The Boston Fire Department reports it evacuated the 27 apartments at 6 Hamilton Pl., the alley that leads to the Orpheum off Tremont Street, early Sunday morning because of high carbon-monoxide readings. No residents were reported ill.
And they work!
If you don't have them and don't have an "all electric" home, get one.
Not too many years ago this would have been a tragedy.
since they stop working properly after about 10 years. There should be an expiry or manufacture date on the back.
(I think some of the newer ones will beep at you when they reach end-of-life, but don't rely on it!)
Oh you can count on them beeping when they expire right at 3am not a moment earlier.
We had a bunch smoke detectors start failing and pass their use by date recently. So we bought a multipack of the combo fire/co ones and replaced all of them. We had a couple left that we gave away - was still cheaper than buying them individually.
Not that they are all that expensive ... not compared to what can happen if you don't have them.
I believe they contain radioactive elements and therefore should not be thrown in the trash. What is the right way to dispose of them?
Smoke detectors come in several variants. The traditional "ionization" kind contains a small sample of americium, a radioactive element, which is used to ionize the air inside a small chamber. If smoke particles enter the chamber, they block the tiny electrical current that normally flows across the chamber.
The amount of radioactive material in an ionizing smoke detector is small enough that in most areas you're instructed to just trash it.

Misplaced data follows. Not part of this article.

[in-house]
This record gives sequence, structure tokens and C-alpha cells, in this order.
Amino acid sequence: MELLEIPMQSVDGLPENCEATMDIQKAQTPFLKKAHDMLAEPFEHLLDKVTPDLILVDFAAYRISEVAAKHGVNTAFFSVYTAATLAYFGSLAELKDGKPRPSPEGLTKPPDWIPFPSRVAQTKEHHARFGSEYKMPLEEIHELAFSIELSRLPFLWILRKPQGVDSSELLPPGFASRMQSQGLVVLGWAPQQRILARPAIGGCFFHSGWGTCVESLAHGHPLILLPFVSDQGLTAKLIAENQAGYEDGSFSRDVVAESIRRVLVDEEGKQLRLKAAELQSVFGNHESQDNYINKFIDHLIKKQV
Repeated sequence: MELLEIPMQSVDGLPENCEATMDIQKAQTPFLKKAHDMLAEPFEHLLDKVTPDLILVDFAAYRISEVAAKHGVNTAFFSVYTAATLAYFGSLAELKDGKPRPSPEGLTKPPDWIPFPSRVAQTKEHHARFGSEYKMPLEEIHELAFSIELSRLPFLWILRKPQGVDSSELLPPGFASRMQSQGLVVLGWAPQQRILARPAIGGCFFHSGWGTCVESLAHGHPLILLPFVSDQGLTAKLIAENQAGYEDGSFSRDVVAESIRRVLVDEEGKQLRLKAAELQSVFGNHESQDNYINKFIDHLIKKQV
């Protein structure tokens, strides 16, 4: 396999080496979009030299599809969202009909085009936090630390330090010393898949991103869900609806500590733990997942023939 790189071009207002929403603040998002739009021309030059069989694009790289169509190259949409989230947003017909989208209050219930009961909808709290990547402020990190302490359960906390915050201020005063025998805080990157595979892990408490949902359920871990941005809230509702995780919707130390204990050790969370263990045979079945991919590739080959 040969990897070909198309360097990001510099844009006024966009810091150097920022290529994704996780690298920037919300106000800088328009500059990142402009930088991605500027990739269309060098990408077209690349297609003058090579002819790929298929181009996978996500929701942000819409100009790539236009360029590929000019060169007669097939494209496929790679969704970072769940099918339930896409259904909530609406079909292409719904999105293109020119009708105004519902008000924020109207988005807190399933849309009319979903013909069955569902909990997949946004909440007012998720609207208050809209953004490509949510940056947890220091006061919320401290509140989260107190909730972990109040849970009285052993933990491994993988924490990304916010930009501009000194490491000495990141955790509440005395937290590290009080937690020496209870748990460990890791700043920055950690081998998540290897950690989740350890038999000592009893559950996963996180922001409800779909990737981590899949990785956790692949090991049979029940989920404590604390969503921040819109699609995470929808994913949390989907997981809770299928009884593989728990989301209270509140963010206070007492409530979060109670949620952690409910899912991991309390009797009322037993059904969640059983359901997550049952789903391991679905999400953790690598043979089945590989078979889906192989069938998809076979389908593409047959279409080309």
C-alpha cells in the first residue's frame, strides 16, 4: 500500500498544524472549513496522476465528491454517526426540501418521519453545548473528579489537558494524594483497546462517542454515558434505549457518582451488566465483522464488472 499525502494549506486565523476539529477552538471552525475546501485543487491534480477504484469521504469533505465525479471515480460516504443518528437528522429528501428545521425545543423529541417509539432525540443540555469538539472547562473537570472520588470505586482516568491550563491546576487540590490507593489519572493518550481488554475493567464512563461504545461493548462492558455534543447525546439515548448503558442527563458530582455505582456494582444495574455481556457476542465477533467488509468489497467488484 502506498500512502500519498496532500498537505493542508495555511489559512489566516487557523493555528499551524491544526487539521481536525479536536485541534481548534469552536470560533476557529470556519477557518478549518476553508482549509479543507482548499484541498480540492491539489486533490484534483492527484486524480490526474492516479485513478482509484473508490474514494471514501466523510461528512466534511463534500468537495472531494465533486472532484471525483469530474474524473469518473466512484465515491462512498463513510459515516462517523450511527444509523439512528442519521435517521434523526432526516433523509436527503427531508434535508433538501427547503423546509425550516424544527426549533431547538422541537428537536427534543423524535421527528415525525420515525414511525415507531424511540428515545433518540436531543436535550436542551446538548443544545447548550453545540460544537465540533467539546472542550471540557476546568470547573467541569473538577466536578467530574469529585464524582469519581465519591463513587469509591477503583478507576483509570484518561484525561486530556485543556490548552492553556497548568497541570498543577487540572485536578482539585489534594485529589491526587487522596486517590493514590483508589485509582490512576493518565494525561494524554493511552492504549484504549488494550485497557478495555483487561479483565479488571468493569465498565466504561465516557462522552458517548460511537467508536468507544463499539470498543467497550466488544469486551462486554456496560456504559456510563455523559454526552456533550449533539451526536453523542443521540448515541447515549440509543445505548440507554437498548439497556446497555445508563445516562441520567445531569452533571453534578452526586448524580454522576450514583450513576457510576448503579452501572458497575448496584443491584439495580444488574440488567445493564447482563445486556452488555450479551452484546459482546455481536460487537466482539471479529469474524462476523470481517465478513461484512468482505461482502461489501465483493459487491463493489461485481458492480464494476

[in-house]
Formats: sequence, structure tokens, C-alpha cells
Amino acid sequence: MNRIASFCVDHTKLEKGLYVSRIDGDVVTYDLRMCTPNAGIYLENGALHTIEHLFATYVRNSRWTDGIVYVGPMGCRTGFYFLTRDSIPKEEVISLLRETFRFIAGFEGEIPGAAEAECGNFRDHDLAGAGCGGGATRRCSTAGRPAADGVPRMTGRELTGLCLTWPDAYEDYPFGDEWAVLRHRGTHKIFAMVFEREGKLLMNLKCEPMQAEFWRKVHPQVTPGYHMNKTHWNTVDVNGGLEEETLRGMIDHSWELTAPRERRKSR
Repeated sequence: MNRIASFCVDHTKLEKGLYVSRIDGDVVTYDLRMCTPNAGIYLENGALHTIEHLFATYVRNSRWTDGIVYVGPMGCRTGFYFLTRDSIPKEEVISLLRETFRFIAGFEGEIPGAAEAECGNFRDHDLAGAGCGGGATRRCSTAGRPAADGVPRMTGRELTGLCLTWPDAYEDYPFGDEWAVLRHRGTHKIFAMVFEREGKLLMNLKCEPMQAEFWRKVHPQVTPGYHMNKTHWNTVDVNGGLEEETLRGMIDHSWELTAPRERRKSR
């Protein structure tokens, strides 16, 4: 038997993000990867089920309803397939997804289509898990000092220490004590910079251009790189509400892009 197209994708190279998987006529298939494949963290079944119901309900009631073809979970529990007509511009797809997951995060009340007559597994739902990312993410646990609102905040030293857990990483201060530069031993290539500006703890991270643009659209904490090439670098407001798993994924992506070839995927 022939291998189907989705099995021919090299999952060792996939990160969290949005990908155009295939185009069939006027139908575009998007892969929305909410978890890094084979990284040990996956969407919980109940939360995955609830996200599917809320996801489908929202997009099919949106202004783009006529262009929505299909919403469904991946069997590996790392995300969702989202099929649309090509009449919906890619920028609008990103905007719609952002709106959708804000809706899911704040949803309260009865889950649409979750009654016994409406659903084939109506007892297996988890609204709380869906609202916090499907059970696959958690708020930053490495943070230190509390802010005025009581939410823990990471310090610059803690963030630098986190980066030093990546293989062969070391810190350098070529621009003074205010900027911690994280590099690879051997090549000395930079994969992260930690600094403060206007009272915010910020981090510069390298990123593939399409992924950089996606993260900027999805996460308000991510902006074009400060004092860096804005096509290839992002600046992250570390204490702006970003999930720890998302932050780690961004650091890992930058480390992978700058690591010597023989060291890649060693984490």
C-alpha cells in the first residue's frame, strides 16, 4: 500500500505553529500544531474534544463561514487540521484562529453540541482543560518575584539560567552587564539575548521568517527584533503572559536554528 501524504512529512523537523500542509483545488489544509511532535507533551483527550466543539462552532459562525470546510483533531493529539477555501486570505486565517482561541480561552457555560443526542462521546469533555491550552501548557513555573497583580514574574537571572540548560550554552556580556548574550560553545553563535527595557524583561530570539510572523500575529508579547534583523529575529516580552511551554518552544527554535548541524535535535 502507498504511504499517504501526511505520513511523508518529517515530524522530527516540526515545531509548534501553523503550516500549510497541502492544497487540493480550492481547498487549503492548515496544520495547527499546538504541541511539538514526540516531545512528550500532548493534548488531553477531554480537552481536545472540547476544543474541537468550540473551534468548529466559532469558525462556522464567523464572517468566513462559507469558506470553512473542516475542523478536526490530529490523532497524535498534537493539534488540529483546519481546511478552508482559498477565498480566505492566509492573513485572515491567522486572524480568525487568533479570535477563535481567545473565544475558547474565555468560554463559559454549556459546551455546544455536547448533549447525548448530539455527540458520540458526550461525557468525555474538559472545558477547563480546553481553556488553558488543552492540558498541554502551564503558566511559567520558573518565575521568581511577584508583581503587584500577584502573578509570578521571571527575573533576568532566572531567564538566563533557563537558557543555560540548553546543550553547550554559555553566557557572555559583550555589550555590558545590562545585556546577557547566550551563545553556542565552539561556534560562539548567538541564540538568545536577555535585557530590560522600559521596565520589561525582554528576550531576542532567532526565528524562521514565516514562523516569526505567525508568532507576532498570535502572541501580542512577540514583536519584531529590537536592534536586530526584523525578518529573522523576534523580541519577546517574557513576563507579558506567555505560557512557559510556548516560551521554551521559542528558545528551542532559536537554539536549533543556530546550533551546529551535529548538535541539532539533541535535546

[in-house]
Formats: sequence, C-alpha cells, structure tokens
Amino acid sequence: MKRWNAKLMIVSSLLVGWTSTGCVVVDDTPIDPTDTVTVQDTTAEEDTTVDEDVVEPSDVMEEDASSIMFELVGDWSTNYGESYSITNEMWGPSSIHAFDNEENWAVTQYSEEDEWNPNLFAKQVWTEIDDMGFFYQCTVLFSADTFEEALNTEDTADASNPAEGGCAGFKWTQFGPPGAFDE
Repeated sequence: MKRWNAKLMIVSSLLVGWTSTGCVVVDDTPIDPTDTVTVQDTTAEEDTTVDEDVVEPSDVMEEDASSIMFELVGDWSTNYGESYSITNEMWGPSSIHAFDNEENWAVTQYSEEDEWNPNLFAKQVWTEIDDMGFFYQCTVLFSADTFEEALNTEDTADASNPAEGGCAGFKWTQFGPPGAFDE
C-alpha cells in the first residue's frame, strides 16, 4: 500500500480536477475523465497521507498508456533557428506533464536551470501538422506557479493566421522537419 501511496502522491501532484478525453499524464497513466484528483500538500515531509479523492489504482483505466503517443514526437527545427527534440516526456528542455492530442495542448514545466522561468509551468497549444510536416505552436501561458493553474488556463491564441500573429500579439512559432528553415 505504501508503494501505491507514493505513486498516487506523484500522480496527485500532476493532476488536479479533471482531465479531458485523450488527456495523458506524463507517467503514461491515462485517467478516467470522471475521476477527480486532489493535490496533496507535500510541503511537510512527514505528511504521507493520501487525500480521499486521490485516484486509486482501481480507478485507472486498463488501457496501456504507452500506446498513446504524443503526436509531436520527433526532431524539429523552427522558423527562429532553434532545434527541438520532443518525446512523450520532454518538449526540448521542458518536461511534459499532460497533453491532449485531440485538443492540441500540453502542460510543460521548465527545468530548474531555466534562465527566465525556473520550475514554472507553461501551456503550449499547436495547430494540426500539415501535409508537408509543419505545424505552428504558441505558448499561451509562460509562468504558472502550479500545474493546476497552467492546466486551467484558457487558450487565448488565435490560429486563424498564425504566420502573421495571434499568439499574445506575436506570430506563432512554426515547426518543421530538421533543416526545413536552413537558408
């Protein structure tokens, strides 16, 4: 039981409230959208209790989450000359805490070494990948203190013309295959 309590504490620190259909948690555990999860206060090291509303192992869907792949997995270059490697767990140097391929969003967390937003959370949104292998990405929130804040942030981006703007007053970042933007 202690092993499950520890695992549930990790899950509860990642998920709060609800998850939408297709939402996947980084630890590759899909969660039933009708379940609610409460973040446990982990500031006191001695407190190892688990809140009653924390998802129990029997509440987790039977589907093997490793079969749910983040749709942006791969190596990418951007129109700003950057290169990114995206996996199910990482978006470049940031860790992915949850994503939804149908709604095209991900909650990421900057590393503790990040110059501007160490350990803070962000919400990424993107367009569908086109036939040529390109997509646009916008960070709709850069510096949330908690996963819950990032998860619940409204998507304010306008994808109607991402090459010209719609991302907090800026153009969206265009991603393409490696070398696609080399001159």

(There's another type, photoelectric, which shines a light across the chamber instead and checks if any light is scattered. And there are also combination detectors, which can detect both large and smoldering fires.)
The amount of radioactive material isn't enough to matter, at least according to our city/town trash folks.
I'm not sure if communities differ on this. Best thing is to contact your city/town for information.
I had one that I bought on Amazon that had an 8 year warranty. I wrote the details on the back with a sharpie, thinking that it might kick off sooner and then I would remember to file a claim to get a free one. Sure enough, 8 years and 3 months later, it started beeping every minute or so and had to be replaced.
They don't always work right. I had an almost-new, famous-brand dual detector (fire and carbon monoxide) that had been installed by a licensed electrician just weeks earlier. It started sounding the carbon monoxide alarm one day, a recorded voice warning me to get out fast.
I couldn't figure out where carbon monoxide could be coming from -- there are steam radiators, the closest natural gas source is six stories down for the basement furnace (no gas in the building above that), no generators or equipment here, I wasn't even using an electric appliance. But I got out fast and called the Boston Fire Department from the street.
They showed up promptly, quite happy to test their brand-new hand-held carbon monoxide detector. They went everywhere in my apartment, even into the closets, and found not a trace of the gas. They also said they couldn't see where it could even come from -- no potential sources here, just as I thought.
I had the alarm replaced the next day. Unfortunately the same famous brand and model (the electrician said "they're considered the best"). So no, the alarms don't always work right.
But that doesn't mean that you shouldn't have them in your home.
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